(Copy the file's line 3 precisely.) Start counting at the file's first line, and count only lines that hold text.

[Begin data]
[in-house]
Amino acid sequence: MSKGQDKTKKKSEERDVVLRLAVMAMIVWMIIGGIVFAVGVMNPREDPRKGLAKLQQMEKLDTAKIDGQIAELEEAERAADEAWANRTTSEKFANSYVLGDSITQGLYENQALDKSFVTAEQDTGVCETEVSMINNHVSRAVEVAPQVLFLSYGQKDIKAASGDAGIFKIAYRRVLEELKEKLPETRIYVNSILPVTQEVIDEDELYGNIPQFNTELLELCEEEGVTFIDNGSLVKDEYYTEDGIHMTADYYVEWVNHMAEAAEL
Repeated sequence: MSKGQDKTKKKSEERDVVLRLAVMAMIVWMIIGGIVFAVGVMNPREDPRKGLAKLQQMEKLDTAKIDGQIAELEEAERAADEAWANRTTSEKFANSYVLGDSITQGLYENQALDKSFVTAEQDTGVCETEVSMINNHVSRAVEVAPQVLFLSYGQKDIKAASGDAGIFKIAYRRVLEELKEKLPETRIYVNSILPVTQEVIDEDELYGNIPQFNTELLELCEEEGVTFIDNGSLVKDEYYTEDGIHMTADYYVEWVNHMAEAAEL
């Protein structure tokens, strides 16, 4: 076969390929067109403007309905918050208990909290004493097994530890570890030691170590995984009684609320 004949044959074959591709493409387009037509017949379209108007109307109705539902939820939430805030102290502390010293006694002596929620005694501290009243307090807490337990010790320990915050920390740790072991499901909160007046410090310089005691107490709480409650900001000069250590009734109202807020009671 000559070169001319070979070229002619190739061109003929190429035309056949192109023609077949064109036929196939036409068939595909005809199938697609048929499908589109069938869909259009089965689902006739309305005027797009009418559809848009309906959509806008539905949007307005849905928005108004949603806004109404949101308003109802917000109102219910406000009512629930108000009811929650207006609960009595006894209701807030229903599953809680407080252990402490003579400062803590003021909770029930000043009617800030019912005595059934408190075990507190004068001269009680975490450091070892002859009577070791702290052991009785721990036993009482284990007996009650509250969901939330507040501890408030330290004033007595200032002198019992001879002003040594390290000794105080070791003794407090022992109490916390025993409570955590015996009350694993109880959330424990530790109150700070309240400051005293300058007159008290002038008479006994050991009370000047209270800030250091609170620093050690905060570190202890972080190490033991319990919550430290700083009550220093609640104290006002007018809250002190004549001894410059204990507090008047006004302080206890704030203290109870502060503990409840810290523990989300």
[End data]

Repeated sequence: MSKGQDKTKKKSEERDVVLRLAVMAMIVWMIIGGIVFAVGVMNPREDPRKGLAKLQQMEKLDTAKIDGQIAELEEAERAADEAWANRTTSEKFANSYVLGDSITQGLYENQALDKSFVTAEQDTGVCETEVSMINNHVSRAVEVAPQVLFLSYGQKDIKAASGDAGIFKIAYRRVLEELKEKLPETRIYVNSILPVTQEVIDEDELYGNIPQFNTELLELCEEEGVTFIDNGSLVKDEYYTEDGIHMTADYYVEWVNHMAEAAEL